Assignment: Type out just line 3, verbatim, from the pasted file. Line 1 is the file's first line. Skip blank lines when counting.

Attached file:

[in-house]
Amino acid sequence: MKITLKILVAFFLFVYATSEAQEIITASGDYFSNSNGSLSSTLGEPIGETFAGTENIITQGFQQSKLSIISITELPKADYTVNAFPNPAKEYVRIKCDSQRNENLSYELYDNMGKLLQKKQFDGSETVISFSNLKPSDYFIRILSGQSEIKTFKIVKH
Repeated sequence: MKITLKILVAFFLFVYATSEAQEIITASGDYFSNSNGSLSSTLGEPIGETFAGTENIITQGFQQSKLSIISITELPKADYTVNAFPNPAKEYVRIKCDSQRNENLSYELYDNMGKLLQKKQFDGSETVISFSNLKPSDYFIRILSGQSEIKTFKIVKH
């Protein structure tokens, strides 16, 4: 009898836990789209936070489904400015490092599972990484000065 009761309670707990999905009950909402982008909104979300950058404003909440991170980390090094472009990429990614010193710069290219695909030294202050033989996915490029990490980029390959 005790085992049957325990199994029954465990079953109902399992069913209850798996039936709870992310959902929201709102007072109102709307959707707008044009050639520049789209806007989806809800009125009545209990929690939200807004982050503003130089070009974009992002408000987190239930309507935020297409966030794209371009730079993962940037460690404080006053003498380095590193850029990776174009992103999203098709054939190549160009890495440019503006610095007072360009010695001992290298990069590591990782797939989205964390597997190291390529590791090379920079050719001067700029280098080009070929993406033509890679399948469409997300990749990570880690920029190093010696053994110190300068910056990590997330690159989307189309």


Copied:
Repeated sequence: MKITLKILVAFFLFVYATSEAQEIITASGDYFSNSNGSLSSTLGEPIGETFAGTENIITQGFQQSKLSIISITELPKADYTVNAFPNPAKEYVRIKCDSQRNENLSYELYDNMGKLLQKKQFDGSETVISFSNLKPSDYFIRILSGQSEIKTFKIVKH